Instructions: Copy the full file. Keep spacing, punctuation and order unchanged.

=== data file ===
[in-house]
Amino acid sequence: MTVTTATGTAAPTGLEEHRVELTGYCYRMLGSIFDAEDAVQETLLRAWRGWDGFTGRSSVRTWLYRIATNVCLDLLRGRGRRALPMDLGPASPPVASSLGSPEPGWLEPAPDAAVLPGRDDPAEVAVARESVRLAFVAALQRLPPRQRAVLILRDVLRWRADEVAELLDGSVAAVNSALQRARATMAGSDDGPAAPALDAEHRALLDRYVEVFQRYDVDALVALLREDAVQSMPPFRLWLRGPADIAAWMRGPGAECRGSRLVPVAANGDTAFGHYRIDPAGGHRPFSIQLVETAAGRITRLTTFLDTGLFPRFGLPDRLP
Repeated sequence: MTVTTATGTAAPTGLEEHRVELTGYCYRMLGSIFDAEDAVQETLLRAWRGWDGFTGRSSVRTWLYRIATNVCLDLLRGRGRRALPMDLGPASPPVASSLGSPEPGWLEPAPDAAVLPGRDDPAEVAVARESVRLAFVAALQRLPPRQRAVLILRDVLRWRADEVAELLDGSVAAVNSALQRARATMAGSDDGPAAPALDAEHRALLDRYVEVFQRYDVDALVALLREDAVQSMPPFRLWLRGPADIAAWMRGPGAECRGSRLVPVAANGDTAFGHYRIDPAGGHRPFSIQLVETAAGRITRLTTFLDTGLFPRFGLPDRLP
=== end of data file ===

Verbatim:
[in-house]
Amino acid sequence: MTVTTATGTAAPTGLEEHRVELTGYCYRMLGSIFDAEDAVQETLLRAWRGWDGFTGRSSVRTWLYRIATNVCLDLLRGRGRRALPMDLGPASPPVASSLGSPEPGWLEPAPDAAVLPGRDDPAEVAVARESVRLAFVAALQRLPPRQRAVLILRDVLRWRADEVAELLDGSVAAVNSALQRARATMAGSDDGPAAPALDAEHRALLDRYVEVFQRYDVDALVALLREDAVQSMPPFRLWLRGPADIAAWMRGPGAECRGSRLVPVAANGDTAFGHYRIDPAGGHRPFSIQLVETAAGRITRLTTFLDTGLFPRFGLPDRLP
Repeated sequence: MTVTTATGTAAPTGLEEHRVELTGYCYRMLGSIFDAEDAVQETLLRAWRGWDGFTGRSSVRTWLYRIATNVCLDLLRGRGRRALPMDLGPASPPVASSLGSPEPGWLEPAPDAAVLPGRDDPAEVAVARESVRLAFVAALQRLPPRQRAVLILRDVLRWRADEVAELLDGSVAAVNSALQRARATMAGSDDGPAAPALDAEHRALLDRYVEVFQRYDVDALVALLREDAVQSMPPFRLWLRGPADIAAWMRGPGAECRGSRLVPVAANGDTAFGHYRIDPAGGHRPFSIQLVETAAGRITRLTTFLDTGLFPRFGLPDRLP